Another notable finding in this study is the ease with which the patients had access to the corrosive substance. Most of the patients (74%) already had the substance (caustic soda) at home, mostly for the purpose of local soap manufacture usually by another family member. The easy access to this agents explained why many of the female patients used caustic soda impulsively following interpersonal conflict with close relatives. It is pertinent to note however that almost all (87.5%) the patients with previous psychiatric illness did not choose caustic soda, an easily accessible agent, to harm themselves (P = 0.003). This may either suggest that these patients were more emotionally stable despite their background illness and would only harm themselves in extreme situations or that they chose more obscure agents in order to conceal their intentions from their relations. Most of those who ingested acid were men who bought it under the pretext of needing it for their car batteries. We also noted that 26% of the patients went to purchase the substance themselves for the sole purpose of deliberate self-harm since it was easily available and could be procured without a license. In Nigeria, the National Agency for Food and Drug Administration and Control [NAFDAC] which is responsible for the control of access to chemicals, will therefore need to mount more effective surveillance and legislation to prevent easy access to these substances. Previous research [18],[19] had reported on the high prevalence of corrosive stricture from the ingestion of caustic soda used for soap making in Nigeria. This study further confirms that the situation has not changed in over a decade, thus highlighting the need for stricter measures for the procurement of these chemicals.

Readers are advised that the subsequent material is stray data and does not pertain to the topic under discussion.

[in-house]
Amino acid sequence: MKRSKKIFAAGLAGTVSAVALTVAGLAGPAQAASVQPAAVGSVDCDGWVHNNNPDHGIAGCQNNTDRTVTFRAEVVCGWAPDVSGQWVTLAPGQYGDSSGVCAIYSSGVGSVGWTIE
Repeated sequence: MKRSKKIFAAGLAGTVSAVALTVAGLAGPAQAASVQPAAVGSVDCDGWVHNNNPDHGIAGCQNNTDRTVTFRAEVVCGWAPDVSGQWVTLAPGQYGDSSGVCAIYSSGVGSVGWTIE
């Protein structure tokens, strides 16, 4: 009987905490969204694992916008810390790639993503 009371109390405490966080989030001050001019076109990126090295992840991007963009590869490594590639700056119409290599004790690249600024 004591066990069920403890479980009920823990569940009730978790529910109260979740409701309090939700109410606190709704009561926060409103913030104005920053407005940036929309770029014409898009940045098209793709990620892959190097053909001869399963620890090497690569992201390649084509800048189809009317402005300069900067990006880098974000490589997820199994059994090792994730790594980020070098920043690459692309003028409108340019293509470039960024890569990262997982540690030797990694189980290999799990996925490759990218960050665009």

This study is limited by its retrospective nature as this may only suggest association but not causation as well as the fact that the sample size was small making it difficult to generalize the findings in a larger population.